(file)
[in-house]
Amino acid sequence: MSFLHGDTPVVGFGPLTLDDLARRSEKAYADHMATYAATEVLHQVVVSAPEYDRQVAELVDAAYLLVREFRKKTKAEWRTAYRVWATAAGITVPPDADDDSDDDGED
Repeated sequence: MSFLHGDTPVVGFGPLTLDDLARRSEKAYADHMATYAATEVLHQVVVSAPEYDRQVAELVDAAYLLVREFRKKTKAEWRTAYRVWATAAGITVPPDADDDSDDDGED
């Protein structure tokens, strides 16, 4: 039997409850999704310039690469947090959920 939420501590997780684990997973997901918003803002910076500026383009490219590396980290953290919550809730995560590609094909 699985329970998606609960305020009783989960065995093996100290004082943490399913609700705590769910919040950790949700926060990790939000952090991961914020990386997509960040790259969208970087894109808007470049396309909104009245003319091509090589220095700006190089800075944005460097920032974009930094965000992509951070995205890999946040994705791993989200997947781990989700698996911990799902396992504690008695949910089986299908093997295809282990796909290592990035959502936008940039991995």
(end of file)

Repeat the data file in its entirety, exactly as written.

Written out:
[in-house]
Amino acid sequence: MSFLHGDTPVVGFGPLTLDDLARRSEKAYADHMATYAATEVLHQVVVSAPEYDRQVAELVDAAYLLVREFRKKTKAEWRTAYRVWATAAGITVPPDADDDSDDDGED
Repeated sequence: MSFLHGDTPVVGFGPLTLDDLARRSEKAYADHMATYAATEVLHQVVVSAPEYDRQVAELVDAAYLLVREFRKKTKAEWRTAYRVWATAAGITVPPDADDDSDDDGED
């Protein structure tokens, strides 16, 4: 039997409850999704310039690469947090959920 939420501590997780684990997973997901918003803002910076500026383009490219590396980290953290919550809730995560590609094909 699985329970998606609960305020009783989960065995093996100290004082943490399913609700705590769910919040950790949700926060990790939000952090991961914020990386997509960040790259969208970087894109808007470049396309909104009245003319091509090589220095700006190089800075944005460097920032974009930094965000992509951070995205890999946040994705791993989200997947781990989700698996911990799902396992504690008695949910089986299908093997295809282990796909290592990035959502936008940039991995």